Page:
Home exercise cuts healthcare need among elderly

­­­A simple home exercise program for older people could dramatically lower their reliance on healthcare services, according to the results of an Australian-first trial.

In the 18-week trial, trained personal care workers supported clients of government-funded community aged care providers to exercise regularly and safely in their own homes.

Lead researcher Dr Tim Henwood said the active@home trial saw a steady reduction in healthcare service utilisation among the 37 participants, down by 47 per cent by the end of the trial.

“In evaluating the active@home trial, we observed a 19 per cent reduction in the number of participants classified as frail,” Dr Henwood said.

“To our knowledge, this is the first time anyone has attempted a personal care worker-led exercise program for aged care clients delivered in the home,” he said.

“This trial has shown that cost-effective, in-home exercise opportunities can be embedded into existing aged care services for older people, who would otherwise continue on a trajectory of physical decline.

“Another positive is that active@home requires a bare minimum of exercise equipment and this helps remove a barrier that can prevent older people from exercising.

“During the trial, we found participants were able to adhere to the exercise program for at least five days a week on average.

“Among other benefits, we noted improved balance among participants, better leg strength, more ability to do things for themselves, with personal testimonials suggesting decreases in the signs of depression and anxiety,” he said.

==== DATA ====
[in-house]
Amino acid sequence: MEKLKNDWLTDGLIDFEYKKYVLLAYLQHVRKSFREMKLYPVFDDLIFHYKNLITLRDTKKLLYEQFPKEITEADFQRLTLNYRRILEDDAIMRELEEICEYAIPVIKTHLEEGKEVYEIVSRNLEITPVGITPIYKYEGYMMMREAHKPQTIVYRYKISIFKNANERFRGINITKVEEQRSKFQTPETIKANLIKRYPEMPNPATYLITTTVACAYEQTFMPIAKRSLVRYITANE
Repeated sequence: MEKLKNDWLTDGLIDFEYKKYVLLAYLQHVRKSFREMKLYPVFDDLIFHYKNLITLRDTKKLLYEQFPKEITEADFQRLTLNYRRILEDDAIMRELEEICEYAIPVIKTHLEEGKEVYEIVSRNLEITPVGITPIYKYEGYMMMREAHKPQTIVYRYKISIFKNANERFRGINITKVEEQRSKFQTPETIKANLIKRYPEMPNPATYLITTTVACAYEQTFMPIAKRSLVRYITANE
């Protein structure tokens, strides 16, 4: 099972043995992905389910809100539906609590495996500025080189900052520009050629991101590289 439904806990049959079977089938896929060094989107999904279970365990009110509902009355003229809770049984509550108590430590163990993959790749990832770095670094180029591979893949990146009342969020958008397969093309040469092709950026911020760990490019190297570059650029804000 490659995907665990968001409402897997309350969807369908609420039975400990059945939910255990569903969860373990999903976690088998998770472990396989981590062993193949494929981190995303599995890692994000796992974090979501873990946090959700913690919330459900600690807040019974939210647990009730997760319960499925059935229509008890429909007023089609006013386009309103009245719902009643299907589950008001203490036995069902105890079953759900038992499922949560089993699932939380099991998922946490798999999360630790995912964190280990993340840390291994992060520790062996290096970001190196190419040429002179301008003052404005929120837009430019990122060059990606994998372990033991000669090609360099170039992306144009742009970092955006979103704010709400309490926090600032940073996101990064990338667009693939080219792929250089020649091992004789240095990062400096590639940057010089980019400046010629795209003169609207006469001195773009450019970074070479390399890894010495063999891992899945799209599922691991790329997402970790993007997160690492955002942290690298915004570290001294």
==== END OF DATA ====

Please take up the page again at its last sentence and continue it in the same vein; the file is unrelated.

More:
The active@home trial was a joint initiative of Burnie Brae Ltd and Brisbane North PHN’s community aged care consortium.

Brisbane North PHN Chief Executive Abbe Anderson said the trial results were exciting, but needed evaluation on a much larger scale.

“The active@home trial is a perfect example of how consortia can share information and resources to enhance service delivery and support better health outcomes,” Ms Anderson said.

“We’ve proved this can work in Brisbane North. It’s now up to others to take this innovation to the next level, with a controlled study involving more participants,” she said. 

The personal care workers involved in the trial were drawn from 11 service providers and were already providing personal care and domestic assistance to the trial participants.

Burnie Brae CEO Kevin Rouse said accredited exercise physiologists designed and delivered the training module that personal care workers completed before the trial began.

“Personal care workers were taught the best technique for each activity and also how to modify the activity to suit client abilities and avoid adverse events,” Mr Rouse said.

“They were also trained to administer the Short Physical Performance Battery (SPPB) test, which provided a baseline by which we could measure participant progress.

“Medical consent was obtained for each participant prior to enrolling them in the program,” he said.

Mr Rouse added that active@home is aligned with the ‘reablement and wellness’ approach that underpins contemporary thinking in aged care, focused on enabling older people to improve their functional independence, social participation and quality of life.

“Access to reablement and wellness activities was a key recommendation to come from David Tune’s Aged Care Legislated Review, which was tabled in Federal Parliament on September 14 this year,” Mr Rouse said.

“It was also the subject of a major aged care industry conference on August 30 in Melbourne, where the PHN delivered a presentation on the active@home trial.

“This type of intervention fits exactly within the reablement and wellness paradigm and it deserves further investigation,” he said.

To view videos about the active@home program on YouTube, go to: https://goo.gl/cvqQot.